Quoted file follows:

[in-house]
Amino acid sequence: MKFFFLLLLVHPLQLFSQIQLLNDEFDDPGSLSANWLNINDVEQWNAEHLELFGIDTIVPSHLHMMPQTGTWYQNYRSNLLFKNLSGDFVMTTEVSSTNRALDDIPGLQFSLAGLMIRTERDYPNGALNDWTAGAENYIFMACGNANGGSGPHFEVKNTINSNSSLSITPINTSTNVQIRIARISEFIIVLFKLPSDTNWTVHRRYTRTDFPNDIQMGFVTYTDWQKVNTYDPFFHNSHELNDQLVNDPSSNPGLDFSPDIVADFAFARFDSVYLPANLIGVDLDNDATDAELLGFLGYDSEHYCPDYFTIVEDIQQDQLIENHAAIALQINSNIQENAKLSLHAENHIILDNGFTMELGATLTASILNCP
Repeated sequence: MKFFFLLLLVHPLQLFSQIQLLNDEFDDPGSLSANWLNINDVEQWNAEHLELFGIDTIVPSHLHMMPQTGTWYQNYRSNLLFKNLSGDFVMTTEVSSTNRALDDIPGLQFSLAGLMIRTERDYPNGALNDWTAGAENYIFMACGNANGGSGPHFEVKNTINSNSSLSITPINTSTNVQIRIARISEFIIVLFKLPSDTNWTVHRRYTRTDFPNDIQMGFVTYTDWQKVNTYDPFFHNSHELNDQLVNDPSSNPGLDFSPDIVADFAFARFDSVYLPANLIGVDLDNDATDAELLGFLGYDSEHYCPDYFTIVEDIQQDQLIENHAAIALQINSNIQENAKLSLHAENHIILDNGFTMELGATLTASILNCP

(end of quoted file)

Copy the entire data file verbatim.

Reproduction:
[in-house]
Amino acid sequence: MKFFFLLLLVHPLQLFSQIQLLNDEFDDPGSLSANWLNINDVEQWNAEHLELFGIDTIVPSHLHMMPQTGTWYQNYRSNLLFKNLSGDFVMTTEVSSTNRALDDIPGLQFSLAGLMIRTERDYPNGALNDWTAGAENYIFMACGNANGGSGPHFEVKNTINSNSSLSITPINTSTNVQIRIARISEFIIVLFKLPSDTNWTVHRRYTRTDFPNDIQMGFVTYTDWQKVNTYDPFFHNSHELNDQLVNDPSSNPGLDFSPDIVADFAFARFDSVYLPANLIGVDLDNDATDAELLGFLGYDSEHYCPDYFTIVEDIQQDQLIENHAAIALQINSNIQENAKLSLHAENHIILDNGFTMELGATLTASILNCP
Repeated sequence: MKFFFLLLLVHPLQLFSQIQLLNDEFDDPGSLSANWLNINDVEQWNAEHLELFGIDTIVPSHLHMMPQTGTWYQNYRSNLLFKNLSGDFVMTTEVSSTNRALDDIPGLQFSLAGLMIRTERDYPNGALNDWTAGAENYIFMACGNANGGSGPHFEVKNTINSNSSLSITPINTSTNVQIRIARISEFIIVLFKLPSDTNWTVHRRYTRTDFPNDIQMGFVTYTDWQKVNTYDPFFHNSHELNDQLVNDPSSNPGLDFSPDIVADFAFARFDSVYLPANLIGVDLDNDATDAELLGFLGYDSEHYCPDYFTIVEDIQQDQLIENHAAIALQINSNIQENAKLSLHAENHIILDNGFTMELGATLTASILNCP